I know the value of dup should be the same in all 3 tables, but what if table3 doesn't have a matching value for dup? Then dup would be blank in the first example, and that would be a bummer.

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Relying on undocumented ordering that works for you right now, and won't raise any errors if the database implementation changes is an AWFUL idea. – simo.379209 Oct 28 '14 at 23:36
    
The ordering hack is scary, but +1 for being able to select with table.* so that I can do SELECT table1.*, table2.this_one_column_need FROM table1 INNER JOIN table2 ON.... – tobek Feb 4 at 9:35

You can do something like

SELECT news.id as news_id, user.id as user_id ....

And then $row['news_id'] will be the news id and $row['user_id'] will be the user id

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Another tip: if you want to have cleaner PHP code, you can create a VIEW in the database, e.g.

For example:

CREATE VIEW view_news AS
SELECT
  news.id news_id,
  user.id user_id,
  user.name user_name,
  [ OTHER FIELDS ]
FROM news, users
WHERE news.user_id = user.id;

In PHP:

$sql = "SELECT * FROM view_news";
share|improve this answer

@Jason. You are correct except that php is the culprit and not mysql. If you put your JOIN in Mysql Workbench you will get three columns with the exact same name (one for each table) but not with the same data (some will be null if that table has no match for the JOIN).

In php if you use MYSQL_NUM in mysql_fetch_array() then you will get all columns. The problem is when you use mysql_fetch_array() with MYSQL_ASSOC. Then, inside that function, php is building the return value like so:

$row['dup'] = [value from table1]

and later on...

$row['dup'] = [value from table2]

...

$row['dup'] = [value from table3]

So you will get only the value from table3. The problem is that a result set from mysql can contain columns with the same name but associative arrays in php don't allow duplicate keys in arrays. When the data is saved in associative arrays, in php, some information is silently lost...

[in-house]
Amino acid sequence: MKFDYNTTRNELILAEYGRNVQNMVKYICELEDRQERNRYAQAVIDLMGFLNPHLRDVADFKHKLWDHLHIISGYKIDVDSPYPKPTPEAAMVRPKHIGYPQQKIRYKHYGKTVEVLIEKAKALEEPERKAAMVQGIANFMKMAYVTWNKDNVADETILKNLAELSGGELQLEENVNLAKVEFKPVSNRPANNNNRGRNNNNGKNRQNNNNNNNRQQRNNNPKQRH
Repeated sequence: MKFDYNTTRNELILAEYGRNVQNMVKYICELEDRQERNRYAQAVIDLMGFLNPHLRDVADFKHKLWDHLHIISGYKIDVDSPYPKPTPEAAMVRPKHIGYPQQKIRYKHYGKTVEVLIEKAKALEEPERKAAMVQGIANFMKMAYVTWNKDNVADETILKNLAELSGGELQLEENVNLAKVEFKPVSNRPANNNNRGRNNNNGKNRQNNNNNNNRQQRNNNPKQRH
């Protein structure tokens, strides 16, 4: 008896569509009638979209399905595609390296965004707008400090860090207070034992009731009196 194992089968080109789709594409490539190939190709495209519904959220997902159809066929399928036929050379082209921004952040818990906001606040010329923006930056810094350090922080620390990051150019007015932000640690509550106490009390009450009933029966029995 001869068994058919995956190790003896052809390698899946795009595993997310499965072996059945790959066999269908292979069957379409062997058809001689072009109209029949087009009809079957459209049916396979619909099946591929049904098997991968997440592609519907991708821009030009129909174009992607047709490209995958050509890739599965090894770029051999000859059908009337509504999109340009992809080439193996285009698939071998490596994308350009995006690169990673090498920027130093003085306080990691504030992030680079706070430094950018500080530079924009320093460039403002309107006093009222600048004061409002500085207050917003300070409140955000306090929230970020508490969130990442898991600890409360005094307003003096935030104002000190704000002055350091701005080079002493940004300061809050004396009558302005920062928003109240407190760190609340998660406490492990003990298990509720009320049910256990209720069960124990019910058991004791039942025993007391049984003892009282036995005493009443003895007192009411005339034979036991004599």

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I had this same issue with dynamic tables. (Tables that are assumed to have an id to be able to join but without any assumption for the rest of the fields.) In this case you don't know the aliases before hand.

In such cases you can first get the table column names for all dynamic tables:

$tblFields = array_keys($zendDbInstance->describeTable($tableName));

Where $zendDbInstance is an instance of Zend_Db or you can use one of the functions here to not rely on Zend php pdo: get the columns name of a table

Then for all dynamic tables you can get the aliases and use $tableName.* for the ones you don't need aliases:

$aliases = "";
foreach($tblKeys as $field)
    $aliases .= $tableName . '.' . $field . ' AS ' . $tableName . '_' . $field . ',' ;
$aliases = trim(',', $aliases);

You can wrap this whole process up into one generic function and just have cleaner code or get more lazy if you wish :)

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If you don't feel like aliassing you can also just prefix the tablenames.

This way you can better automate generation of your queries. Also, it's a best-practice to not use select * (it is obviously slower than just selecting the fields you need Furthermore, only explicitly name the fields you want to have.

SELECT
    news.id, news.title, news.author, news.posted, 
    users.id, users.name, users.registered 
FROM 
    news 
LEFT JOIN 
    users 
ON 
    news.user = user.id
share|improve this answer
    
There's a problem with that. PHP will strip the prefix. so if you fetch the result you can't do $row['new.id'].. any solution for that? – DarioOO Apr 19 '15 at 11:44